The daily Nebraskan. ([Lincoln, Neb.) 1901-current, March 17, 1909, Image 1

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vol vni. No. 108.
Price 5 Cent
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V. V
Interesting Discoveries Unearthed In
Chancellor's Office and In Nebras
kan Files Concerning Revoca
tion of Charter In Past.
Following tho exposure of tho par
ticipation of a number of university
mon in tho annual banquet of Tbota
Nu EpBilon, ending in a disgusting
carousal which reached tho public
through the local press, tho university
authorities are sorlously considering
what xneanB will bo necessary to
stamp out tho inter-fraternity organi
zation at Nebraska. Investigations'
are being made to ascertain tho mem
bership of tho organization and to dis
cover just what men were prosont at
tho Saturday night spread. When this
Is donb. the ovldonco will bo present
ed to tho board of rogonts with a re
quest for such summary action as tho
caso will warrant
Tho story of tho feast Saturday
night with Its accompanying scones
of drunken orgy has given tho admin
istrative officers of tho unlvorslty ev
ery excuse necessary for the abolition
of tho socrottratornlty. Although tho
present rules of tho university do not
forbid membership in any such so
ciety, they do strictly forbid any ac
tion on" 'tho part of individual stu
dents slm"ildr to that which mado up
tho chief part of. tho entertainment
kt tho annual banquet of Thota Nu
Epsilon. It is believed that addi
tional powers will bo granted at tho
noxt meeting of tho rogonts wlilch
will enable tho executives to arbitra
rily stamp out tho organization.
Charter Once Burned.
In tho co'urso of tho Investigation
started yesterday an interesting chap
ter in tho history of tho fraternity at
Nebraska was unearthed. In 189 6 the
members of tho organization burned
tholr charter and signed an agreement
binding themselves to abolish tho Ne
braska chaptor of tho society and nev
er to have part in ro-establlshmont.
Tho action at this timo was taken
In response to tho demands of Chan
cellor McLean, who threatened to
summarily dismiss all members from
tho university if the charter were not
abandoned. How sincere tho men
worojn their the chancellor
is oi'courso a problematical matter.
Tho c pledge, signed by seven men
then students and acknowledged' mem
bers of. Thota Nu Epsilon, is as fol
lows: J
"May 6, 1896.
"We, tho undersigned, hereby de
clare upon our honor tnat tno society
known as Thota Nu Epsilon was dis
solved 'last night, that its charter
shall bo destroyed and thatjwo and
other members of the society who
have been our associates will not
serve ithe, society or any organization,
similar to It."
Existed Sub-rosa. t
Although' It was believed at , tho
UmoHbat tho career ortheBocletyat
Nebraska was finally closed, it soon
became evident that it was still in
existence In a sub-rosa condition. Its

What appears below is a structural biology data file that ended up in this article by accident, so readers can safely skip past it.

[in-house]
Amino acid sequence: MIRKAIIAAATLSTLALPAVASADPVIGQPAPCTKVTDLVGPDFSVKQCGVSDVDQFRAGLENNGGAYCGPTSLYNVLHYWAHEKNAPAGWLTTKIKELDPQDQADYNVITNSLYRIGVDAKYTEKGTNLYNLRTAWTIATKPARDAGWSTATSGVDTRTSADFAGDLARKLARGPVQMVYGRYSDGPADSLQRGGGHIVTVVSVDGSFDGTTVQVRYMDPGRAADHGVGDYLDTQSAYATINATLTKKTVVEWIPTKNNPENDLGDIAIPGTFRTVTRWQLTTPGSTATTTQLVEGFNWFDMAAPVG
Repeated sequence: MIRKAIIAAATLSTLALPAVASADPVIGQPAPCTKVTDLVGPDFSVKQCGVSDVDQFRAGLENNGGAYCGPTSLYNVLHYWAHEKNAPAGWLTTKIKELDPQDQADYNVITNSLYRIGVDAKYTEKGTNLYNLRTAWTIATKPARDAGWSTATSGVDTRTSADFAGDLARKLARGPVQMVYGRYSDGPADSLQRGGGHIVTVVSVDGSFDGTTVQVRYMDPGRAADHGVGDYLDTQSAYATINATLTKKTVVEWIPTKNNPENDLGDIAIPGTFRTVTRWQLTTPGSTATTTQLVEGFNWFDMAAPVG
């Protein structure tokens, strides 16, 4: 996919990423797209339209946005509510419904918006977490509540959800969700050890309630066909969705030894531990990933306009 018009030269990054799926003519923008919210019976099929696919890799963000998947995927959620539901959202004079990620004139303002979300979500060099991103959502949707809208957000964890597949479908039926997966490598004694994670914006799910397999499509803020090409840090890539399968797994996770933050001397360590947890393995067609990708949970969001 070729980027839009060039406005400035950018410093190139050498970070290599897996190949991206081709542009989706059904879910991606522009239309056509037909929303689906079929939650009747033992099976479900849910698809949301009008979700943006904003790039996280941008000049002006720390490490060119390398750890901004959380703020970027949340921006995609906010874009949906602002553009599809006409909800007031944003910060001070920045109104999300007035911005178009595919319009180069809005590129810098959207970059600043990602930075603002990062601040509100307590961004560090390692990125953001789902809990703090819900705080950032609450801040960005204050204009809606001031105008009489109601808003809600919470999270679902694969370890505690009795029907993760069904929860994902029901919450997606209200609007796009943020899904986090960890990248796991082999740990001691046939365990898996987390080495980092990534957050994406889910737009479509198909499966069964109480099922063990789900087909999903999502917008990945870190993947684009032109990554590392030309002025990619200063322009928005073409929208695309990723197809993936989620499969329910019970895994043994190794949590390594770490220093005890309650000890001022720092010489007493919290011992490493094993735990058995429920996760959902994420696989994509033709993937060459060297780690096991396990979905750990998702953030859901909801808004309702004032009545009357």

actlyltles for several years were se
verely curtailed and Its membership
, was for the first time kept ,a prac
tically absolute secre't It is not known
whether tho organization really con-,
tlnuod as a chapter of the national
fraternity ' of Theta Nu Epsilon or
whether it existed merely a a local
bunch of congenial spirits,
On March 17, 1904, the apparent ac
tivity of tho society rosutled in tho
following articlo in tho Dally Nebras
kan of that dato:
"Ono of tho most porslstont rumors
that has beon floating In tho under
current of studont llfo during tho paBt
fow days is to tho effect that Thota
Nu Epsilon will bo revived boforo tho
prosont school year is over. Sovoral
loading fratornity mon, upon bolng
quostioncd regarding tho matter, did
not deny the truth of it, but declared
that they could not affirm it
"Theta Nu Epsilon was an intor
fratornlty organization which flour
ished during the first half of tho nine
ties. Howovor, tho manners and cus
toms of some of tho members did not
meet the approval of tho faculty and
aB a result It was squolchod during
tho administration of Chancellor Can
flold. Intemperance is given as the
chief reason for this action, which is
said to havo boon takon to stop its
flagrant abuso in tho studont body.
"It is understood that an ontlroly
different codo of conduct will govern
tho actions of tho rovivod fratornity.
Tho objectionable features that caused
Its condomnatipn by tho faculty will
doubtless bo ruled out or at least
kopt on tho qulot Thota Nu Epsilon
has, wo understand, existed sub-rosa
over since the dociBlvo action takon
by tho faculty, but now if indications
do not fail, it will again appear as an
independent and living organization."
Renewed Activity.
Beginning sovoral months boforo tho
publication of this urtlclo, tho fra
ternity, again under the original form
of Thota Nu Epsilon, took an addi
tional interest in university 'affairs.
Its members began to bo generally
suspected as bolng behind various
combines and occasionally the society
broko out in ono of Its old timo ca
rousals. On occasions when those be
came public they wero tho occasion
of much criticism of tho university
and of tho fratornity system In par
ticular. From 1904 to the prosont d-tto,
Thota Nu Epsilon has been a factor to
bo seriously reckoned with in univer
sity life. Its power in student affairs
has been unquestioned and Its delir
ious banquets and less formal liquor